I see these women as potential friends but also as cautionary tales. The criticism of the books belies the scorn I would experience from society if I became a woman upstairs. Society only teaches us to measure us in the mirrors of others. Both stories deal with betrayal, but the moral of both of these stories is one of the narcissism of solitude. Of the distortion of individualism that we experience without others:

People like Sheba think that they know what it’s like to be lonely. They cast their minds back to the time they broke up with a boyfriend in 1975 and endured a whole month before meeting someone new. Or the week they spent in Bavarian steel town when they were fifteen years old, visiting their greasy-haired German pen pal and discovering that her handwriting was the best thing about her. But about the drip, drip of the long-haul, no-end-in-sight solitude, they know nothing. They don’t know what it is to construct an entire weekend around a visit to the launderette. Or to sit in a darkened flat on Halloween night because you can’t bear to expose your bleak evening to a crowd of jeering trick-or-treaters. Or to have the librarian smile pityingly and say, “goodness, you’re a quick reader!” when you bring back seven books, read from cover to cover, a week after taking them out…About all of this, Sheba and her like have no clue.

Notes on a Scandal by Zoe Heller.

I kept thinking, as I was telling Didi, that somehow what was in my head—in my memory, in my thoughts—was not being translated fully into the world. I felt as thought three-dimensional people and events were becoming two-dimensional in the telling, and as though they were smaller as well as flatter. that they were just less for being spoken. What was missing was the intense emotion that I felt, which, like water or youth itself, buoyed these small insignificant encounters into all that they meant to me. There they were, shrinking before my eyes; shrinking into words. Anything that can be said, can be said clearly. Anything that cannot be said clearly, cannot be said.

Claire Messud’s the Woman Upstairs

Women I Admire: Dominique Dawes

As a young black gymnast, Dominique Dawes was my idol. As a child my walls were bare except a big Dominique Dawes poster squished by my bottom bunk, wishing me goodnight and reminding me what excellence could look like.

Like most children I looked for representations of myself, and was lucky enough to live in a place where I could find them. They added the black American girl doll (Addy) during my childhood, I had a great black power library by my house, and a school full of educated and progressive teachers who knew that Black history was American history. I knew of Nadia Comenici of course, and did book reports on Olga Korbut and Mary-Lou Retton (same year I did a report on Josephine Baker) but no one held a candle to ‘Awesome Dawesome’.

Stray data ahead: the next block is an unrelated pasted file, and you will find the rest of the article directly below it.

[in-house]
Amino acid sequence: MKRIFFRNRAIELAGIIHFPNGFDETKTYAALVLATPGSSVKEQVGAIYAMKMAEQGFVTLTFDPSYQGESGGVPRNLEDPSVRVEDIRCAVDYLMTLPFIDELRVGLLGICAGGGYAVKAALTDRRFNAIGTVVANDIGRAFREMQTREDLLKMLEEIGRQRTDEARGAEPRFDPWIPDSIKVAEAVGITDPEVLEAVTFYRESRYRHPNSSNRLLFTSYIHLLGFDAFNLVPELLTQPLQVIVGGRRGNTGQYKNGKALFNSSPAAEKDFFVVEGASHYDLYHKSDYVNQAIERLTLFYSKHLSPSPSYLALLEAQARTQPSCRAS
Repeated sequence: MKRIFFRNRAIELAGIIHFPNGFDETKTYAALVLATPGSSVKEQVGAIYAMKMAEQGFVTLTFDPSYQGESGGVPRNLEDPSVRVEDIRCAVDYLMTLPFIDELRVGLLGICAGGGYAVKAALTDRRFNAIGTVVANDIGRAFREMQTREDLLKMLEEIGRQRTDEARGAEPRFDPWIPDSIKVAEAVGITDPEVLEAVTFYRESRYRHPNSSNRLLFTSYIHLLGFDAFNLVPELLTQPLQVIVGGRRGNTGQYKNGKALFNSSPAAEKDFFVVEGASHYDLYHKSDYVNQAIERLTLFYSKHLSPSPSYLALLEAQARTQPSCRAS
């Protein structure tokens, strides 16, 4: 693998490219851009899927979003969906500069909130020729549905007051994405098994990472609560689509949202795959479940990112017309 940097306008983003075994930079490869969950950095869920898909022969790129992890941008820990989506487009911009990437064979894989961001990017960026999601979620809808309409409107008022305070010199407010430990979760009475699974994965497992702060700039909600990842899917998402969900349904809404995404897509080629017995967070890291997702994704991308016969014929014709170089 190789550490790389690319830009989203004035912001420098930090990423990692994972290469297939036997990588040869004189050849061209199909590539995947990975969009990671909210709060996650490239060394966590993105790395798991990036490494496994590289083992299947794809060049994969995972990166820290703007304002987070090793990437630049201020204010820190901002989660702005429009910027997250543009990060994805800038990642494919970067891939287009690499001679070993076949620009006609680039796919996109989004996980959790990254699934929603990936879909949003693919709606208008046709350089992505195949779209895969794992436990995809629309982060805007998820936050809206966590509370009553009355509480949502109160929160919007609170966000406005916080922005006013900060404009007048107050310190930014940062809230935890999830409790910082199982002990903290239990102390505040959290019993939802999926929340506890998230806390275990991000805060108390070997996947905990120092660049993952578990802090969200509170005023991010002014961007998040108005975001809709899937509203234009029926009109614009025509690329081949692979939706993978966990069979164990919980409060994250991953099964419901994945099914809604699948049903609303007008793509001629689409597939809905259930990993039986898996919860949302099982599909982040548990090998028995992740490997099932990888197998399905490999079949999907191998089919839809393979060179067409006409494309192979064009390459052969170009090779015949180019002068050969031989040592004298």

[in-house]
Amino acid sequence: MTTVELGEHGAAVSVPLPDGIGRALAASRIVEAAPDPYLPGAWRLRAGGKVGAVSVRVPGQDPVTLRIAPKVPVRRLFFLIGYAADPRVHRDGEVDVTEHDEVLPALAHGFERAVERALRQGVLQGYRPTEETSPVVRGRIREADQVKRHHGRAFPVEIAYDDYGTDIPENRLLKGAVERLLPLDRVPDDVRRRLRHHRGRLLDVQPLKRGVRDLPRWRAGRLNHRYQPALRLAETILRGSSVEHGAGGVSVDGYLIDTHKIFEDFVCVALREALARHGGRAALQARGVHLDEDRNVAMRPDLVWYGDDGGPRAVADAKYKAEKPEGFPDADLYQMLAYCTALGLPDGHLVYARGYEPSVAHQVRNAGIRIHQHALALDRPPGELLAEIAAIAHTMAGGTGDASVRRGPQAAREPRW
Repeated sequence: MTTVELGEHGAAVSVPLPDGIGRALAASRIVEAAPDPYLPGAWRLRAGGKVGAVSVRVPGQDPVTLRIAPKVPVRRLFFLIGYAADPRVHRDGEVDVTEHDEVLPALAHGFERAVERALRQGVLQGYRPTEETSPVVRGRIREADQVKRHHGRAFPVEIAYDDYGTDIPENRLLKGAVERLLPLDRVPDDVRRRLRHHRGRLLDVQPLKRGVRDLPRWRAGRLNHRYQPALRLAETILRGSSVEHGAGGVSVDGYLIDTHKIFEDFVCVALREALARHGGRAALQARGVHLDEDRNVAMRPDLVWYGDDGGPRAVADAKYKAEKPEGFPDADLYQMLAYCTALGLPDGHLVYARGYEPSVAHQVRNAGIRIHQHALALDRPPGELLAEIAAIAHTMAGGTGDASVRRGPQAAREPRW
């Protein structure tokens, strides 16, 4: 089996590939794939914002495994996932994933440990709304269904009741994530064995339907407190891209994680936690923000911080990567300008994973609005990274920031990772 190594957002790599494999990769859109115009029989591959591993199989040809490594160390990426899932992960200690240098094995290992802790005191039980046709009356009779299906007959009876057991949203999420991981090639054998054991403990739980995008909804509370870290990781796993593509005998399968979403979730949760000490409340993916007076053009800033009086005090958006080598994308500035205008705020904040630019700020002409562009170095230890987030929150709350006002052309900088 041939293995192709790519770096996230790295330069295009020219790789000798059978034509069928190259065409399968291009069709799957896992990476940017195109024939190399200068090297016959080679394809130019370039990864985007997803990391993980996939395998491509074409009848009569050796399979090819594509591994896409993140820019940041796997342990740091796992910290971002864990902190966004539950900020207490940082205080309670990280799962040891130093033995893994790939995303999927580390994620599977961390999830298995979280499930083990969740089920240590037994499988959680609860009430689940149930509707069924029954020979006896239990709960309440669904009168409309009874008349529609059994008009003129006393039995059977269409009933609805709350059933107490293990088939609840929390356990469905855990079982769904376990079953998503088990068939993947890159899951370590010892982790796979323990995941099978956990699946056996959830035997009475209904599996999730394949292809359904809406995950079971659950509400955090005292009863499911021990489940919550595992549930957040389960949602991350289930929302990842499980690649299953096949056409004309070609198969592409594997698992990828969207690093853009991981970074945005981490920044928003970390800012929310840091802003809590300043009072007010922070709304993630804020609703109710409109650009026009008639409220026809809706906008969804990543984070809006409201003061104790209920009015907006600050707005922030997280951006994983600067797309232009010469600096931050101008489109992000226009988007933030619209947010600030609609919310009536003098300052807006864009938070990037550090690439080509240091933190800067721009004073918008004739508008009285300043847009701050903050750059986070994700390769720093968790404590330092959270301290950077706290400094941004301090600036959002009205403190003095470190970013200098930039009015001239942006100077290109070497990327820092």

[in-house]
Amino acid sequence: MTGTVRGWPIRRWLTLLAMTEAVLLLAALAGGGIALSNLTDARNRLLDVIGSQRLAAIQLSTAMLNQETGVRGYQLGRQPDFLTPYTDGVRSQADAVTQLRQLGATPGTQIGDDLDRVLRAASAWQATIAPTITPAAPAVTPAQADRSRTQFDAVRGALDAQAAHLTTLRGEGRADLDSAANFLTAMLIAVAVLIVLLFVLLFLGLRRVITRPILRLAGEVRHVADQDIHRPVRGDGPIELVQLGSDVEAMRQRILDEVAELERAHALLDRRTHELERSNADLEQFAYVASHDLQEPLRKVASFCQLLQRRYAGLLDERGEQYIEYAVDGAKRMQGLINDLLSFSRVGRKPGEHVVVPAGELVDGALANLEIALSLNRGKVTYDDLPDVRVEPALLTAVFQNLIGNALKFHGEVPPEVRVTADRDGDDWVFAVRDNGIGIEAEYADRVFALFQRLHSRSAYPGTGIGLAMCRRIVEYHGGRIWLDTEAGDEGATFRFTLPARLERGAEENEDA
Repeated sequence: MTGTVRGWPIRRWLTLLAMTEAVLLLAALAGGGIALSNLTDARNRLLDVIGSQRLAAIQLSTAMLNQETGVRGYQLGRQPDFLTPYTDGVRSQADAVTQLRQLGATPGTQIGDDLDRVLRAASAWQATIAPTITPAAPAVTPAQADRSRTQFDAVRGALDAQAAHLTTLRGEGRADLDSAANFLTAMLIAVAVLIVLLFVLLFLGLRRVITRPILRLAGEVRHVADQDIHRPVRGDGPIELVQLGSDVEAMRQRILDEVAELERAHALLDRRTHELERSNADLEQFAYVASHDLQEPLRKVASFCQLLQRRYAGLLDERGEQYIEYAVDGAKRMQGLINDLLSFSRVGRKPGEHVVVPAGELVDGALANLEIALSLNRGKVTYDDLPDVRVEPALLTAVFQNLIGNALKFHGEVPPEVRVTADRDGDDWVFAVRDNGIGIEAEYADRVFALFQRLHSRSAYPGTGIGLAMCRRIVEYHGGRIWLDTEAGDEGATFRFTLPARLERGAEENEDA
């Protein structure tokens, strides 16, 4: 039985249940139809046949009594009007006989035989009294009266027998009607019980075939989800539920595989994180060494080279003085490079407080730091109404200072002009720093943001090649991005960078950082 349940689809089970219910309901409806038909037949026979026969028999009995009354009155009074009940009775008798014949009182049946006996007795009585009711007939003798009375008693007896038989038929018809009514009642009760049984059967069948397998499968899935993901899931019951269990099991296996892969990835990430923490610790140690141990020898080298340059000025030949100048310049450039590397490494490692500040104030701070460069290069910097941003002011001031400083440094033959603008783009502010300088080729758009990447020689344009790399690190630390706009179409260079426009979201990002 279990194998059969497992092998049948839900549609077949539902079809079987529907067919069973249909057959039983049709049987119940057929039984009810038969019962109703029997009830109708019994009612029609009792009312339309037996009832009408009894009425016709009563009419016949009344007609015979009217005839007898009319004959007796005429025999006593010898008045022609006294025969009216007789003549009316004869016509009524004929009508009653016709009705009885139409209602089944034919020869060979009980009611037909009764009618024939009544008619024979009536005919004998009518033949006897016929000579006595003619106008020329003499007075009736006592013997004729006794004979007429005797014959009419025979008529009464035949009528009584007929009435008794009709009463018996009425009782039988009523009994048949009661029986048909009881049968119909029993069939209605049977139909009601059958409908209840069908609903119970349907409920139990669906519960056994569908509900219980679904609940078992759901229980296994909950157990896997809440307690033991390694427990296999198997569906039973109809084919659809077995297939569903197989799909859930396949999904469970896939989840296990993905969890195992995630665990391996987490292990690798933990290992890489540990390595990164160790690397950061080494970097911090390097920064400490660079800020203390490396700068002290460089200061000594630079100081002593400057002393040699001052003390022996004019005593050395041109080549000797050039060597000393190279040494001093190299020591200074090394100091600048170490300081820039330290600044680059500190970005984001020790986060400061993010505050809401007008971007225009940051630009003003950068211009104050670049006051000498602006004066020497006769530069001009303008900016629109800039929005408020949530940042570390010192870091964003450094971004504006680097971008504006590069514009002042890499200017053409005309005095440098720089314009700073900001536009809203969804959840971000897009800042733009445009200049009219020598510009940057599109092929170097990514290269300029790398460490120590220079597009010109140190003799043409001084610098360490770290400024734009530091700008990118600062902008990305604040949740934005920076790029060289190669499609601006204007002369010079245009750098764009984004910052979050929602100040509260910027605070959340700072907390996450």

Ultimately I was far too tall to be a great gymnast. Even the tallest gymnasts I saw on TV, who seemed to tower above all the others, was Svetlana Khorkina who clocked in at a whopping 5′ 5″. By 5th grade, I was 5′ 7″ Though it took me years to realize it, it just wasn’t meant to be.


Works in Progress II: Prison stats

When I found out that a friend of mine was imprisoned at San Quentin I was reading Dreaming in French. The book talks about Angela Davis’ experience with the Soledad Brothers at San Quentin. When I saw that she would be speaking in my area I bought some books for her to sign. ‘Are Prisons Obsolete‘ was short enough for me to finish in the week leading up to her talk. It reminded me of this clip from black power mixtape:

The introduction to the book was full of mind-boggling statistics. For my job I had been using the d3 library to make data visualizations, so this seemed like a great opportunity to make a compelling infographic about these statistics. I haven’t done so yet, but here are some of the stats I want to use:

-Only 5% of world population lives in the US, but it holds 20% of prison population
-There are 2x as mental mentally in in prisons/jails than in all psychiatric hospitals combined
In 1990 1/4 black men between the ages of 20 and 29 have been incarcerated…
by 1995 it was 32.2%
-Many minorities are more likely to be in prison than educated

Fastest growing portion of the prison population is black women
Up 78% in 5 years
-There are more women in prison now than in the entire decade of the 70s

California Statistics

in 2002:
there are 157,979 people incarcerated
20,000 for immigration detention
35.2% Latino
30% black
29% white

I’d like to make a CA prison timeline, showing their proliferation during the Reagan Era and how they continue to be built at alarming rates:
1852 San Quentin
1880 Folsom
1952-55 9 prisons built
1962-65 3 jails
1980s (Reagan Era) 9 prisons
90s 12 new prisons
Takes 100 years for 1st 9 prisons, last 9 in 10 yrs
Now 33 prisons, 38 camps, 16 correctional facilities and 15 prisoner mother facilities

Things that made me cry

This is a list of things that have made me cry in the last month or so:

I had originally thought to put the list in order of what should have made me cry but I don’t think such an order exists. I am trying to be kinder to myself about being a highly sensitive person. Recognizing that I am part of a larger group (20% of individuals) who share this genetic trait and that there isn’t anything wrong with it.

This feels related to this post from around this time last year.

Gymnastics Montages

We have a deadline at work and I’ve realized that my current favorite form of stress release is gymnastics montages. Here are some of my faves:

A sassy intro to gymnastics from the movie Stick It:

An artful training compilation from same:

The wonderful French gymnast Elvire Teza on my favorite event, beam:

(If you can’t understand the French, the trick performed at 0:14 is named after her. I just couldn’t tolerate Elfi Schlagel’s comments in the American version)

5 beautiful and artistic beam routines compiled by MostepanovaFan:

A great compilation of difficult and interesting beam mounts:

And who can forget Wei-Wei’s breakdancing beam routine:

When the movie first came out the late Roger Ebert remarked that this skill could only be achieved with special effects. I don’t know if (or how) special effects might have been used in this movie, but I am confident that with a dedicated gymnast and enough time and takes, a girl can do a headspin on a beam. Rock it Wei Wei.